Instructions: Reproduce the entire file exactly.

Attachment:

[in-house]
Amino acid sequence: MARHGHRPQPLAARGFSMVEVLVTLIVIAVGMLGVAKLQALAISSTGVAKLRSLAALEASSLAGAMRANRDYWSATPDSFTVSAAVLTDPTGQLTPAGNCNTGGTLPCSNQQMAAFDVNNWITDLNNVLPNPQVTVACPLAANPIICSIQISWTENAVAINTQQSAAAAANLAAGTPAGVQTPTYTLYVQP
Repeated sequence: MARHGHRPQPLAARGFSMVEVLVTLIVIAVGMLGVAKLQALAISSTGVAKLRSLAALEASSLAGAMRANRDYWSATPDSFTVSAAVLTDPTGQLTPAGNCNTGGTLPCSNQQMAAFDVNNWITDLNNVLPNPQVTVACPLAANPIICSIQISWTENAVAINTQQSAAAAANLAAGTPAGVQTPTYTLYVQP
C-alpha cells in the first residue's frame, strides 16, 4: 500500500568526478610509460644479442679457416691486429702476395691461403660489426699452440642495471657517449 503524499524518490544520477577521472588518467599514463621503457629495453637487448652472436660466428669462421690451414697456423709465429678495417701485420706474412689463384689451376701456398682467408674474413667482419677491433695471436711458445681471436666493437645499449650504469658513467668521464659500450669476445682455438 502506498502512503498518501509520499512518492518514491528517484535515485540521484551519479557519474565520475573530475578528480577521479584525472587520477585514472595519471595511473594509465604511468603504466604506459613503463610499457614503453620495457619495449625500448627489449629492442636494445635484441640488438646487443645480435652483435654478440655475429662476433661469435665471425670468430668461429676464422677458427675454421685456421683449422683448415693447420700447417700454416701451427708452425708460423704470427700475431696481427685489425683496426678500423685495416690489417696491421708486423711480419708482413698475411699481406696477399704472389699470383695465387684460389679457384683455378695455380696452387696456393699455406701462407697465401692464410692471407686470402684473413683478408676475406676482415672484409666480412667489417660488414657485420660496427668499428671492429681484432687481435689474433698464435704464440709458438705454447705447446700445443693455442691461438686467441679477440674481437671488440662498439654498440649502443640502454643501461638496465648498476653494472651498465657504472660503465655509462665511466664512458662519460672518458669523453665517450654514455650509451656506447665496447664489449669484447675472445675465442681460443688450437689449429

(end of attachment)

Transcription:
[in-house]
Amino acid sequence: MARHGHRPQPLAARGFSMVEVLVTLIVIAVGMLGVAKLQALAISSTGVAKLRSLAALEASSLAGAMRANRDYWSATPDSFTVSAAVLTDPTGQLTPAGNCNTGGTLPCSNQQMAAFDVNNWITDLNNVLPNPQVTVACPLAANPIICSIQISWTENAVAINTQQSAAAAANLAAGTPAGVQTPTYTLYVQP
Repeated sequence: MARHGHRPQPLAARGFSMVEVLVTLIVIAVGMLGVAKLQALAISSTGVAKLRSLAALEASSLAGAMRANRDYWSATPDSFTVSAAVLTDPTGQLTPAGNCNTGGTLPCSNQQMAAFDVNNWITDLNNVLPNPQVTVACPLAANPIICSIQISWTENAVAINTQQSAAAAANLAAGTPAGVQTPTYTLYVQP
C-alpha cells in the first residue's frame, strides 16, 4: 500500500568526478610509460644479442679457416691486429702476395691461403660489426699452440642495471657517449 503524499524518490544520477577521472588518467599514463621503457629495453637487448652472436660466428669462421690451414697456423709465429678495417701485420706474412689463384689451376701456398682467408674474413667482419677491433695471436711458445681471436666493437645499449650504469658513467668521464659500450669476445682455438 502506498502512503498518501509520499512518492518514491528517484535515485540521484551519479557519474565520475573530475578528480577521479584525472587520477585514472595519471595511473594509465604511468603504466604506459613503463610499457614503453620495457619495449625500448627489449629492442636494445635484441640488438646487443645480435652483435654478440655475429662476433661469435665471425670468430668461429676464422677458427675454421685456421683449422683448415693447420700447417700454416701451427708452425708460423704470427700475431696481427685489425683496426678500423685495416690489417696491421708486423711480419708482413698475411699481406696477399704472389699470383695465387684460389679457384683455378695455380696452387696456393699455406701462407697465401692464410692471407686470402684473413683478408676475406676482415672484409666480412667489417660488414657485420660496427668499428671492429681484432687481435689474433698464435704464440709458438705454447705447446700445443693455442691461438686467441679477440674481437671488440662498439654498440649502443640502454643501461638496465648498476653494472651498465657504472660503465655509462665511466664512458662519460672518458669523453665517450654514455650509451656506447665496447664489449669484447675472445675465442681460443688450437689449429